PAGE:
For the next 20 years, the Planar 3 went through a series of incremental upgrades, most notably the introduction of the RB300 tonearm for the Planar 3 in 1983 (see below) and the slightly simpler RB250 for the Planar 2 a year later. Rega shortened Planar 3 to P3 in 2000. Since then, each significant upgrade of the Planar 3 has been accompanied by a name change, first to the P3 (2000), the P3-24 (2007; lower-noise, 24V AC motor + laminate plinth), then the RP3 (2012; RB301 tonearm, lighter, stiffer plinth), the Planar 3 (2016; new plinth, bearing, and RB330 tonearm).

It wasn’t until 1995 that Rega finally expanded its two-model turntable lineup by adding the upscale Planar 9, paving the way for future assaults on the high end that were simultaneously in line with Gandy’s iconoclastic thinking. Today, Rega’s lineup includes between eight and 12 models, depending on which variations you include in the count (footnote 3).

Roy Gandy has always been a sideways thinker when it comes to turntable design. He believes that most audiophile turntable designs focus on the wrong things. Since day one, Rega’s turntables have remained steadfastly focused on a few key principles. Gandy describes a turntable as a vibration-measuring machine, and if you want to measure tiny vibrations accurately, there needs to be absolute rigidity between the measuring tool and the item being measured, in this case, the stylus tip and the record groove. One step towards this goal was the introduction of the game-changing RB300 tonearm. By using a one-piece, pressure-cast aluminum armtube, which forms both the headshell and the bearing housing, Rega was able to eliminate the joints and couplings found in most arms and their inherent flex points. The arm bolted directly to the turntable plinth to get rid of the flexing introduced by using an arm collar with height adjustment. Later, Rega would add a rigid brace on both sides of the plinth between the arm base and the bearing to render this coupling even more rigid.

This obsession with rigidity resulted in an arm that was a breakthrough at the time for high performance at a reasonable price but which also lacked some of the adjustments used to fine-tune cartridge setup such as azimuth and arm height. Gandy believes that the increased rigidity achieved by not including these features results in far more meaningful performance advantages than adjusting azimuth or VTA, so every Rega arm, including the flagship RB3000, is built this way.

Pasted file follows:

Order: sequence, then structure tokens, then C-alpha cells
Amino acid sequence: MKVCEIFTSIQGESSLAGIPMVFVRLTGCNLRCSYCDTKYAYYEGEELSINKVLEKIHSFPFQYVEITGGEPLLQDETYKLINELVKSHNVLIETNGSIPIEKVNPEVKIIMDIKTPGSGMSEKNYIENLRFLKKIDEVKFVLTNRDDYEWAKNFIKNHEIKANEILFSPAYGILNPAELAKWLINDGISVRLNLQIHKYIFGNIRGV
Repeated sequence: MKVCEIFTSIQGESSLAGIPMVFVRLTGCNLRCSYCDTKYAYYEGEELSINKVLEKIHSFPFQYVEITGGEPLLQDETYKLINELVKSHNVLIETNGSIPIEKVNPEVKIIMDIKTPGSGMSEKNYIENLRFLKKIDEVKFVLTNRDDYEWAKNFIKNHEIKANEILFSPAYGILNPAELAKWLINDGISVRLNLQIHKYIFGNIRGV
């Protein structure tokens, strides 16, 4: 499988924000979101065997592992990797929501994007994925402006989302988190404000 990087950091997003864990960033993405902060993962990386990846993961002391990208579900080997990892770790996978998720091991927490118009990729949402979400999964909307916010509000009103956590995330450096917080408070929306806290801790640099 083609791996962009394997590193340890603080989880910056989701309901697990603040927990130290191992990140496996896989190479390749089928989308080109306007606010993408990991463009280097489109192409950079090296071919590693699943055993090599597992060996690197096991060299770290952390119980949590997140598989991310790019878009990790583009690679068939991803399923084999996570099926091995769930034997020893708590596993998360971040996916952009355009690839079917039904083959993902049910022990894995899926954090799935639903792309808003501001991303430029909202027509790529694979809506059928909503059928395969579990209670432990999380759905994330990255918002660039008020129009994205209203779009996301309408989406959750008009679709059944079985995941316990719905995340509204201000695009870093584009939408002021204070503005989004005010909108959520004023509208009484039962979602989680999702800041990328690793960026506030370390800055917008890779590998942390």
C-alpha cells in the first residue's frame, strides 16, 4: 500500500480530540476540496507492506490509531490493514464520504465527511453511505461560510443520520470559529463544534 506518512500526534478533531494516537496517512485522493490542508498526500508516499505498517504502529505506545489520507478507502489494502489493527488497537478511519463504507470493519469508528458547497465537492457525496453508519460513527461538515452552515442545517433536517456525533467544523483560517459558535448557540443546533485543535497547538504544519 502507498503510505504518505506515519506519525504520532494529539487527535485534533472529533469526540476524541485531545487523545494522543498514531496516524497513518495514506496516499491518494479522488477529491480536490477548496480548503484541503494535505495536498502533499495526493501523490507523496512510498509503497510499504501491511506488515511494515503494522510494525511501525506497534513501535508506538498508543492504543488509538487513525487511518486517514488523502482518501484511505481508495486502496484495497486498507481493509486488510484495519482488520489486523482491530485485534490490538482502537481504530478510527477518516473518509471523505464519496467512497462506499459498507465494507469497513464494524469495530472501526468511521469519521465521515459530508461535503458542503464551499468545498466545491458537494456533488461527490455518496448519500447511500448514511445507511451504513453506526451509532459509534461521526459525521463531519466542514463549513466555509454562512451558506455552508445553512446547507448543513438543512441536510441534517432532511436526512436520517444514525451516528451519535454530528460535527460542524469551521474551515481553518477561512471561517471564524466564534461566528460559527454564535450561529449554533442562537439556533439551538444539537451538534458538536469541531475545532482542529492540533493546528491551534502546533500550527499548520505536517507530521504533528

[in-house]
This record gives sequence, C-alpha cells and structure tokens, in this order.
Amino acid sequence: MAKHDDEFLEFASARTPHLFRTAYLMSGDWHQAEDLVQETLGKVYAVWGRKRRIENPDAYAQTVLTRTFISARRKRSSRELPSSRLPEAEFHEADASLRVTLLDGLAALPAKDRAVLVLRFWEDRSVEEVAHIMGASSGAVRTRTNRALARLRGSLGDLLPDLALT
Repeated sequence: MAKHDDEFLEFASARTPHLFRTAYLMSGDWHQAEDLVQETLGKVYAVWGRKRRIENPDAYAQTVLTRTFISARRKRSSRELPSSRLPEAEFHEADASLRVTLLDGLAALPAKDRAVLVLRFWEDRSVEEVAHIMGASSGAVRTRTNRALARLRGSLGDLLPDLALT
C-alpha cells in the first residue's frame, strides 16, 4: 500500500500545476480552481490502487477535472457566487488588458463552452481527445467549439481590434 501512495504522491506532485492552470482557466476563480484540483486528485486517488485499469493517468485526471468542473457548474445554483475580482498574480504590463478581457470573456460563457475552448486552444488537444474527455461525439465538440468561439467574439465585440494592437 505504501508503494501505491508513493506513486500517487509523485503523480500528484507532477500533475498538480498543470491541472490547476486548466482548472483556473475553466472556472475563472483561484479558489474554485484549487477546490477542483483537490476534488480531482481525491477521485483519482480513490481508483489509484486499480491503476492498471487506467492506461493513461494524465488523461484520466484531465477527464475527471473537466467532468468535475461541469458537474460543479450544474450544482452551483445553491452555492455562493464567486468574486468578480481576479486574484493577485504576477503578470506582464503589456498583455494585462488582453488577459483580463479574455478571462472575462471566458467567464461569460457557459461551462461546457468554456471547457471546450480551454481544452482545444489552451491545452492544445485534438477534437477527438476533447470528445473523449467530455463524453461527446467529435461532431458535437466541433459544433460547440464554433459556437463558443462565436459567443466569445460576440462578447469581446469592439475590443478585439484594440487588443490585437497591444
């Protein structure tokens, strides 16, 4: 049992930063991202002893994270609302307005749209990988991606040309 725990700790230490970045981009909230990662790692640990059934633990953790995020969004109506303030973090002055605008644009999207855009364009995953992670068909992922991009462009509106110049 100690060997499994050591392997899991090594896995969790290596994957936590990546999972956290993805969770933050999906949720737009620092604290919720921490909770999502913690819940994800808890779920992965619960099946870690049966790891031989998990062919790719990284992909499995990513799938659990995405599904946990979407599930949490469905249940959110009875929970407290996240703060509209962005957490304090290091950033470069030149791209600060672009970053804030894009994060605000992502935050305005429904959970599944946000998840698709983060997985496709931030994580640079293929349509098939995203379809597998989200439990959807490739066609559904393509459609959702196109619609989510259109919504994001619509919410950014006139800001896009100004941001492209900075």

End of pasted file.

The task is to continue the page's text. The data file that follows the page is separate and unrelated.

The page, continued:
Another key design principle for Rega is minimizing the mass of the turntable’s plinth. As you move up in the Rega line, the turntables get progressively lighter. Gandy sees mass damping as a wrong turn, finding that the heavier something is, the longer it will resonate, at a lower frequency, while with lightweight construction any resonances will die off quickly. Add rigidity and those resonances, before they die off, will be high in frequency where they do less harm. With models from the Planar 8 up, Rega’s plinths use high-tech, lightweight materials and laminated foam core construction of increasing sophistication, including a cutaway, skeletal design that I like to call the pretzel plinth, that reduces the amount of material to the bare minimum required to maintain that critical structural rigidity. The platters, too, progress, from the flat glass used on the Planar 2 and 3 to the stepped, multilayer glass used for the Planar 6 and 8, which get thicker toward the periphery of the platter to maximize inertia without adding mass.

Footnote 1: See Sam Tellig’s 1984 review of the original Planar 3 and Michael Fremer’s follow-up from 1996. You can find both at here.

Footnote 2: en.wikipedia.org/wiki/Float_glass.

Footnote 3: Rega Research. Southend-on-Sea, Essex SS2 5TE, UK. Web: rega.co.uk. US distributor: The Sound Organisation, 1009 Oakmead Dr., Arlington, TX 76011. Tel: (972) 234-0182. Web: soundorg.com.

NEXT: Page 2 »


Page 1
Page 2

Click Here: